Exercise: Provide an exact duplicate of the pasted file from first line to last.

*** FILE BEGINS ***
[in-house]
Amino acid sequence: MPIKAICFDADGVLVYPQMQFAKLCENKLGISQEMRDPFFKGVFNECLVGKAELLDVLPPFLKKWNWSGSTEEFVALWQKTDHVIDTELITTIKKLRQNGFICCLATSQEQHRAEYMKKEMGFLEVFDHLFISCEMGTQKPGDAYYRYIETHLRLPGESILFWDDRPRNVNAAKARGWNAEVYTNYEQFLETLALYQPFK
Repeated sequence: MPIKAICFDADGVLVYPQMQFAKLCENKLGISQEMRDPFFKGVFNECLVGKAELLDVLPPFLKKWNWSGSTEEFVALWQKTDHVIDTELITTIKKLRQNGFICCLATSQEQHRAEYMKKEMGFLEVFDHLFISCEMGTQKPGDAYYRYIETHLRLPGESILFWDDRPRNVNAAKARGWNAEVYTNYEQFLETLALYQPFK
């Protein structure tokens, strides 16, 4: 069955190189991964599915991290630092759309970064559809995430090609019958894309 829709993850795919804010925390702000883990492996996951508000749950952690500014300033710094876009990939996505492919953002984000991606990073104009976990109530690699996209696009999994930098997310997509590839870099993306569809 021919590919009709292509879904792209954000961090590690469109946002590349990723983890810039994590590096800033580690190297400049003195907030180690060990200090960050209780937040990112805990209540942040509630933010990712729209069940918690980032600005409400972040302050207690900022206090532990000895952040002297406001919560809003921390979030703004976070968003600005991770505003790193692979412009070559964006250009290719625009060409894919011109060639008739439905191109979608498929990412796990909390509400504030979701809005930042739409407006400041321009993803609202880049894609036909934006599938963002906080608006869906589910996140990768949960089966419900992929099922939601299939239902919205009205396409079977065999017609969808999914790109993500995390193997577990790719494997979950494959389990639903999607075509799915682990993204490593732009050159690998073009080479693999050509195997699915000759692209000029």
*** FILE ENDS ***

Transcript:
[in-house]
Amino acid sequence: MPIKAICFDADGVLVYPQMQFAKLCENKLGISQEMRDPFFKGVFNECLVGKAELLDVLPPFLKKWNWSGSTEEFVALWQKTDHVIDTELITTIKKLRQNGFICCLATSQEQHRAEYMKKEMGFLEVFDHLFISCEMGTQKPGDAYYRYIETHLRLPGESILFWDDRPRNVNAAKARGWNAEVYTNYEQFLETLALYQPFK
Repeated sequence: MPIKAICFDADGVLVYPQMQFAKLCENKLGISQEMRDPFFKGVFNECLVGKAELLDVLPPFLKKWNWSGSTEEFVALWQKTDHVIDTELITTIKKLRQNGFICCLATSQEQHRAEYMKKEMGFLEVFDHLFISCEMGTQKPGDAYYRYIETHLRLPGESILFWDDRPRNVNAAKARGWNAEVYTNYEQFLETLALYQPFK
């Protein structure tokens, strides 16, 4: 069955190189991964599915991290630092759309970064559809995430090609019958894309 829709993850795919804010925390702000883990492996996951508000749950952690500014300033710094876009990939996505492919953002984000991606990073104009976990109530690699996209696009999994930098997310997509590839870099993306569809 021919590919009709292509879904792209954000961090590690469109946002590349990723983890810039994590590096800033580690190297400049003195907030180690060990200090960050209780937040990112805990209540942040509630933010990712729209069940918690980032600005409400972040302050207690900022206090532990000895952040002297406001919560809003921390979030703004976070968003600005991770505003790193692979412009070559964006250009290719625009060409894919011109060639008739439905191109979608498929990412796990909390509400504030979701809005930042739409407006400041321009993803609202880049894609036909934006599938963002906080608006869906589910996140990768949960089966419900992929099922939601299939239902919205009205396409079977065999017609969808999914790109993500995390193997577990790719494997979950494959389990639903999607075509799915682990993204490593732009050159690998073009080479693999050509195997699915000759692209000029």